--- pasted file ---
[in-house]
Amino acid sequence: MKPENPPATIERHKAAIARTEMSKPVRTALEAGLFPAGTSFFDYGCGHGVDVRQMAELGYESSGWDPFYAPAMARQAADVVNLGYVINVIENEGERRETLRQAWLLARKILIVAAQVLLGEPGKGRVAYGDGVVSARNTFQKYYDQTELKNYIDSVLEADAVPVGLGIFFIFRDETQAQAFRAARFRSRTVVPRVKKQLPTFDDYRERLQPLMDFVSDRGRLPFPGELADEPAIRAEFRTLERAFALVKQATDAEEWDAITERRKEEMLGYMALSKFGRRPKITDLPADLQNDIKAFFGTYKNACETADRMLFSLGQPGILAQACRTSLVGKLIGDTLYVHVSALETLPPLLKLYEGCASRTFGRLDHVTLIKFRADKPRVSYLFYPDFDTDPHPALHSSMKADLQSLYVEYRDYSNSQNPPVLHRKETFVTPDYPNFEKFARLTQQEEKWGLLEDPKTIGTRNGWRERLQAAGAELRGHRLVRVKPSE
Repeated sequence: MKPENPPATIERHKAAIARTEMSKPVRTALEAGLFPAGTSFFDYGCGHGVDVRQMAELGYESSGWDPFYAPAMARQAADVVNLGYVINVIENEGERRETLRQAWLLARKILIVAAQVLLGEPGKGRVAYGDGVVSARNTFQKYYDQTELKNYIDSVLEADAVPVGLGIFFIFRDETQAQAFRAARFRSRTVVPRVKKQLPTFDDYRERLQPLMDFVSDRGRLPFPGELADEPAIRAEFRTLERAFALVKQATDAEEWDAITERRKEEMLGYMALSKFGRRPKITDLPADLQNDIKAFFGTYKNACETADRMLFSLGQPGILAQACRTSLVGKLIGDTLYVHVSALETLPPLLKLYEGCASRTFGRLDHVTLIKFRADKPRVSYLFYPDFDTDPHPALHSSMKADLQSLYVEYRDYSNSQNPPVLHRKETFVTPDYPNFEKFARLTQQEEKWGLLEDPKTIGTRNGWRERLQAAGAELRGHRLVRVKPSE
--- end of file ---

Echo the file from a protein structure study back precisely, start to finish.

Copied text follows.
[in-house]
Amino acid sequence: MKPENPPATIERHKAAIARTEMSKPVRTALEAGLFPAGTSFFDYGCGHGVDVRQMAELGYESSGWDPFYAPAMARQAADVVNLGYVINVIENEGERRETLRQAWLLARKILIVAAQVLLGEPGKGRVAYGDGVVSARNTFQKYYDQTELKNYIDSVLEADAVPVGLGIFFIFRDETQAQAFRAARFRSRTVVPRVKKQLPTFDDYRERLQPLMDFVSDRGRLPFPGELADEPAIRAEFRTLERAFALVKQATDAEEWDAITERRKEEMLGYMALSKFGRRPKITDLPADLQNDIKAFFGTYKNACETADRMLFSLGQPGILAQACRTSLVGKLIGDTLYVHVSALETLPPLLKLYEGCASRTFGRLDHVTLIKFRADKPRVSYLFYPDFDTDPHPALHSSMKADLQSLYVEYRDYSNSQNPPVLHRKETFVTPDYPNFEKFARLTQQEEKWGLLEDPKTIGTRNGWRERLQAAGAELRGHRLVRVKPSE
Repeated sequence: MKPENPPATIERHKAAIARTEMSKPVRTALEAGLFPAGTSFFDYGCGHGVDVRQMAELGYESSGWDPFYAPAMARQAADVVNLGYVINVIENEGERRETLRQAWLLARKILIVAAQVLLGEPGKGRVAYGDGVVSARNTFQKYYDQTELKNYIDSVLEADAVPVGLGIFFIFRDETQAQAFRAARFRSRTVVPRVKKQLPTFDDYRERLQPLMDFVSDRGRLPFPGELADEPAIRAEFRTLERAFALVKQATDAEEWDAITERRKEEMLGYMALSKFGRRPKITDLPADLQNDIKAFFGTYKNACETADRMLFSLGQPGILAQACRTSLVGKLIGDTLYVHVSALETLPPLLKLYEGCASRTFGRLDHVTLIKFRADKPRVSYLFYPDFDTDPHPALHSSMKADLQSLYVEYRDYSNSQNPPVLHRKETFVTPDYPNFEKFARLTQQEEKWGLLEDPKTIGTRNGWRERLQAAGAELRGHRLVRVKPSE